Take the 2-minute tour ×
Server Fault is a question and answer site for professional system and network administrators. It's 100% free, no registration required.

The problem doesn't occur very often, but still it surely exists and I'm not sure where to start from. I have grepped for the mongrel PIDs in /var/log/ and the only messages that contained them are these:

Jun  7 07:46:24 staging kernel: 4gb seg fixup, process mongrel_rails (pid 29498), cs:ip 73:00937a5c

It has something to do with Xen specific version of libc, but it's not critical, and the processes are still running with these messages accumulating in kern.log

I'm actually looking not only for specific solution (which probably couldn't be provided from the above description) but for any advice on how to set up monitoring or investigate such cases.

share|improve this question

4 Answers 4

up vote 0 down vote accepted

Not exactly an answer, but must you use mongrel? I switched to apache + passenger and never looked back.

share|improve this answer
    
heh, well we did as well, doesn't seem like we're going to miss these mongrels either :) –  dolzenko Jan 7 '10 at 18:42

We use nagios to monitor our mongrels (along with hundreds of other services).

It just checks to ensure that there are mongrel processes running on each of the required ports. If not, it re-starts them.

share|improve this answer
    
Heh, everybody seem to be doing it, right. But sounds so 2001 :) –  dolzenko Jun 8 '09 at 17:06

I had these messages when libc6-xen was not installed in the xen domU. So verify you have that package installed...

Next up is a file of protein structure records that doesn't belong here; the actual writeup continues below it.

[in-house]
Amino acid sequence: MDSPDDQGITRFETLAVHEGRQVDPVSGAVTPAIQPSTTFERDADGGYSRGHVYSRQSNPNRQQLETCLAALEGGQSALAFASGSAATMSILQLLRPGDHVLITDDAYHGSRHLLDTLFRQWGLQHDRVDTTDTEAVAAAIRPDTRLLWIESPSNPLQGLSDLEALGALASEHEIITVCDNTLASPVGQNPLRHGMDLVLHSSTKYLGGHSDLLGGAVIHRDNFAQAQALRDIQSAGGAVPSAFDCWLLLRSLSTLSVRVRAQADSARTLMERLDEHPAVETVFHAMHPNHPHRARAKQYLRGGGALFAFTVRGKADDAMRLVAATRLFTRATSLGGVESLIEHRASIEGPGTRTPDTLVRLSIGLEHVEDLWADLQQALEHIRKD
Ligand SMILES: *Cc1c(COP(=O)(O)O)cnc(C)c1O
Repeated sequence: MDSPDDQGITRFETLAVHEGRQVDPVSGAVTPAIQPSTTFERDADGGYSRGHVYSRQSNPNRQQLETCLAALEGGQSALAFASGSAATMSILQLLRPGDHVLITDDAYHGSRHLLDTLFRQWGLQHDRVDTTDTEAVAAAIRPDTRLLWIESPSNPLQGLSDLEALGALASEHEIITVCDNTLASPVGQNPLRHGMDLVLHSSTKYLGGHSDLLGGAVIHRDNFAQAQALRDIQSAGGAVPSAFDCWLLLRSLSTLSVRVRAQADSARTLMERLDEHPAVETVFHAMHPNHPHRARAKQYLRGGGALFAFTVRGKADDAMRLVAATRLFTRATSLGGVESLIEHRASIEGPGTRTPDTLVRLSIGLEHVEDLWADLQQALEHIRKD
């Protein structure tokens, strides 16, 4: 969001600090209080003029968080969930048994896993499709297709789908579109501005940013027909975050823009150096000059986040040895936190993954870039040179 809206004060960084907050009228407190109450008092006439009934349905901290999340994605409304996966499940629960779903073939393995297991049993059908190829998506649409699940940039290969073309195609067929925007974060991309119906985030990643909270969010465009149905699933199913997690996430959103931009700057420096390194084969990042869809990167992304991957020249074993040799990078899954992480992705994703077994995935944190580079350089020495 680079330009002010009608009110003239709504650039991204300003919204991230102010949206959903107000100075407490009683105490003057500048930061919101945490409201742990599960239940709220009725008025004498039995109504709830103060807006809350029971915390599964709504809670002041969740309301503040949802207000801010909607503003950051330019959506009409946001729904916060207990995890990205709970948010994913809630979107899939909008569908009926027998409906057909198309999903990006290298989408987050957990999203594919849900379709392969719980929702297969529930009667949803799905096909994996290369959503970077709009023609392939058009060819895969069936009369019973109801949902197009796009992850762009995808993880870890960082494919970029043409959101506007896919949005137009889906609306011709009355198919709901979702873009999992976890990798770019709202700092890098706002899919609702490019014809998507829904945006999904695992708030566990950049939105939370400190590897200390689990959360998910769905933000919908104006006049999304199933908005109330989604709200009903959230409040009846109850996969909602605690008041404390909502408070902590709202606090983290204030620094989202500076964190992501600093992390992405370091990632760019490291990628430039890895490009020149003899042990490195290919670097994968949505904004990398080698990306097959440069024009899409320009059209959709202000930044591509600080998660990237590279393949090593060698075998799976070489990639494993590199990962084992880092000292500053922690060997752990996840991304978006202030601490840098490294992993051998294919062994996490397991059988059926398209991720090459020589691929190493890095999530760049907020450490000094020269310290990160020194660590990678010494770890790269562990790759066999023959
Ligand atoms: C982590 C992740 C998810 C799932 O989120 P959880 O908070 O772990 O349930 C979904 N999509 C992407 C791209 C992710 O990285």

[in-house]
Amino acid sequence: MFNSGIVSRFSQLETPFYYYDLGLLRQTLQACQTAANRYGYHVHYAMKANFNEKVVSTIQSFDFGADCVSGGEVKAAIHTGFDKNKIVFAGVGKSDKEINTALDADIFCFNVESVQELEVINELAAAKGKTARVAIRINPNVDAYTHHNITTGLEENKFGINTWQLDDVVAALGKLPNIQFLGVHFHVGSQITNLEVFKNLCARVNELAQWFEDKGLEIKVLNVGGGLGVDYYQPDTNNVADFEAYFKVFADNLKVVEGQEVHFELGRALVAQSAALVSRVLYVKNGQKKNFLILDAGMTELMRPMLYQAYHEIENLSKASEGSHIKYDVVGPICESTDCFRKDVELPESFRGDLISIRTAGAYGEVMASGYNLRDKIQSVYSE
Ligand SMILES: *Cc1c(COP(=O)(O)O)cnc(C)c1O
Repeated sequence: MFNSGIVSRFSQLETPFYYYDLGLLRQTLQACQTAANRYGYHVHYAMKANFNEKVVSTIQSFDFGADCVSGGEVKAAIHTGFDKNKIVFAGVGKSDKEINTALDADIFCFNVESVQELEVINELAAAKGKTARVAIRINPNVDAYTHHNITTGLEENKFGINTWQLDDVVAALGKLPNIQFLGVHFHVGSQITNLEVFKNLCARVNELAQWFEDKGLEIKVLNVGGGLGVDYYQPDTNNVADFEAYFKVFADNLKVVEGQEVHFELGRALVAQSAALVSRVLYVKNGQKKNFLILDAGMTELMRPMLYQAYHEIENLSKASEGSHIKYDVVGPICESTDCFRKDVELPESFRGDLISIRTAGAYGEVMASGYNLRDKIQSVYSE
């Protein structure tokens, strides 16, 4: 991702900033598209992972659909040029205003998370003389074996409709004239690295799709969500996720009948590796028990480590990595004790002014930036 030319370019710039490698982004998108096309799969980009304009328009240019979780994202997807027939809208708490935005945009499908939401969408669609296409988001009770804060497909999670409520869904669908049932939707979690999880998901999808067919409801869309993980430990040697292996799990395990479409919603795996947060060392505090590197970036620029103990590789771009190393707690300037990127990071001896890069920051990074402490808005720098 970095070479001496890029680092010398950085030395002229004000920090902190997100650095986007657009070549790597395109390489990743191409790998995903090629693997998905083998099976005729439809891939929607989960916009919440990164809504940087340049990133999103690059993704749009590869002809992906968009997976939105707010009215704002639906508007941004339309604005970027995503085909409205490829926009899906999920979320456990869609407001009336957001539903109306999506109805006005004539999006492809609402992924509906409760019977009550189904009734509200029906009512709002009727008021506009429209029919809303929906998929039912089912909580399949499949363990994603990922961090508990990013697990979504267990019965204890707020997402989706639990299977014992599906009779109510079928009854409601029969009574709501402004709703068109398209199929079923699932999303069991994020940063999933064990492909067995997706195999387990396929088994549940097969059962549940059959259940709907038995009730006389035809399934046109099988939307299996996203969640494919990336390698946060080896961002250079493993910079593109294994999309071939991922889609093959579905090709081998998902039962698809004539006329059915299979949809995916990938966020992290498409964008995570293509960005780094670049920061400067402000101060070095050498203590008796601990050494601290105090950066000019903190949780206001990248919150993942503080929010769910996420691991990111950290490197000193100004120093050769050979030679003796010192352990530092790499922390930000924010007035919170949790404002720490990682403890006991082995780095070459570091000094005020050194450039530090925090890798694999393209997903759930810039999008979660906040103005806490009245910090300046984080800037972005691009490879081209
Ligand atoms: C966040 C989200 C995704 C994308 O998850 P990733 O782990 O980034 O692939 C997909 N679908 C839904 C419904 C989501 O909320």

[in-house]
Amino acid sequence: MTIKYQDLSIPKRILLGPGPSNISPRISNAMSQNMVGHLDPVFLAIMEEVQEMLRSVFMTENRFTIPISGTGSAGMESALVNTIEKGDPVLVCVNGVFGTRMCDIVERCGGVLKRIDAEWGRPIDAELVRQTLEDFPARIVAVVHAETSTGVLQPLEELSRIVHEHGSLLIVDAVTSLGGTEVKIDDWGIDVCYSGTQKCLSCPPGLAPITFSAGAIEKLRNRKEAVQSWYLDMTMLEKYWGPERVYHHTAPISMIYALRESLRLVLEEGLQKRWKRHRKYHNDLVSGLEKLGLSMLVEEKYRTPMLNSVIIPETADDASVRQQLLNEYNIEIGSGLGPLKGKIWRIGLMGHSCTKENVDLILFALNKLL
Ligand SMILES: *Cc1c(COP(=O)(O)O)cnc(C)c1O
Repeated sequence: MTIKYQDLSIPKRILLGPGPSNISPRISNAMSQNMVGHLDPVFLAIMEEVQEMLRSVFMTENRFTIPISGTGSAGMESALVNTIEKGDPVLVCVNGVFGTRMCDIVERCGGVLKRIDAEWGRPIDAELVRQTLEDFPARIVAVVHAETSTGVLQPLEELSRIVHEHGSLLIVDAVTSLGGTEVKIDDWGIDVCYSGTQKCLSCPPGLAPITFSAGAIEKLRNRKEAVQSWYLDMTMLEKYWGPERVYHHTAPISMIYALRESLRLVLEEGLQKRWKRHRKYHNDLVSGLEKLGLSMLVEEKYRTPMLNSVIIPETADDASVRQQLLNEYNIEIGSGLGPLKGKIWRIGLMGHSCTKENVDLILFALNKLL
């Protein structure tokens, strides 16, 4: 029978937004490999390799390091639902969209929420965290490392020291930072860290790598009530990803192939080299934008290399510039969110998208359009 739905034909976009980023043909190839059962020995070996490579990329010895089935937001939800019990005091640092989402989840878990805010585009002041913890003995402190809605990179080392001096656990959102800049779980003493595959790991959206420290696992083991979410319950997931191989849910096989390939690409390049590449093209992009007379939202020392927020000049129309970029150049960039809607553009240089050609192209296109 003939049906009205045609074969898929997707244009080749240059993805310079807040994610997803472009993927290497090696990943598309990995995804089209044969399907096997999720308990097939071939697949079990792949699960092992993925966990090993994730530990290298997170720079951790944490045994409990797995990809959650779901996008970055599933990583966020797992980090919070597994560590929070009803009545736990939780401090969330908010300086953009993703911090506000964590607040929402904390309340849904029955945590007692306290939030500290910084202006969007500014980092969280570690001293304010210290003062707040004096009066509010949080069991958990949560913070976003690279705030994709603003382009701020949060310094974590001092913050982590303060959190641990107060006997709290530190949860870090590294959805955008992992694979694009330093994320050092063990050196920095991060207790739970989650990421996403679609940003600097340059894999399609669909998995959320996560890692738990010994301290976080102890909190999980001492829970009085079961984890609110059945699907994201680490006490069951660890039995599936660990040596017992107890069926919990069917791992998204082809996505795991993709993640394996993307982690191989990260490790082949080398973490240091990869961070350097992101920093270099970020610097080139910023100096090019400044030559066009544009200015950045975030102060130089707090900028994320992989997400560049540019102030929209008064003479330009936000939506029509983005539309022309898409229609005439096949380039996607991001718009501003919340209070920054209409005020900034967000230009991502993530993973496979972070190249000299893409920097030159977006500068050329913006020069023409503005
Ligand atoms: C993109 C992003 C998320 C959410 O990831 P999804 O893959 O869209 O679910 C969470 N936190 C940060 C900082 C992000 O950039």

apt-get install libc6-xen

When another variant of the libc is used, it will still work but it will be slower as the kernel has to catch the bad operation and do the right thing instead. The message quoted is generated by the kernel precisely in that situation.

So you guessed it right, that doesn't explain why mongrel stops. Check mongrel's documentation to enable debugging logs if it has any. Otherwise you can always try to strace the process until it fails... the end of the log will give you hints on how it fails, and maybe you'll find why.

share|improve this answer
    
I have * libc6 * libc6-dev * libc6-xen installed, I wonder which one gets picked up. Not sure about strace, because the output will be enormous I guess, as it takes time for mongrels to fail, but speaking of debug logs it's probably something I should do. Anyway IMO without normal server monitoring the whole affair doesn't make much sense (probably it just eats all memory and gets killed by Linux?) –  dolzenko Jun 9 '09 at 19:41
    
Ok, it now I know that the formatting isn't respected in the comment field, sorry about that. –  dolzenko Jun 9 '09 at 19:42
    
I don't know the details of your installation, but if libc6-xen is installed it should get automatically be pickep up. Does mongrel run in a separate chroot or does it use some LD_LIBRARY_PATH custom setting where another copy of the libc6 is found first? –  Raphaël Hertzog Jun 10 '09 at 6:39
    
"chroot/LD_LIBRARY_PATH" nothing like this, but ldd /usr/bin/ruby1.8 shows that libc.so.6 => /lib/libc.so.6 (0x00191000) which probably says that the wrong libc version is used anyway, google confirms that there are such issues, but I guess that belongs to another question then. Thank a lot for your help! –  dolzenko Jun 11 '09 at 10:53

You might look at god for monitoring and managing your mongrels. It's quite flexible and you can use it to restart based on certain thresholds such as amount of memory, CPU usage, flapping and more. You might also consider monit, which I know of people using to replace god.

share|improve this answer
    
Monit has worked well for us in the past. Now we use EngineYard to host our RoR projects and we don't have to worry about the issue anymore. –  Jared Brown Jul 22 '09 at 12:37

Your Answer

 
discard

By posting your answer, you agree to the privacy policy and terms of service.

Not the answer you're looking for? Browse other questions tagged or ask your own question.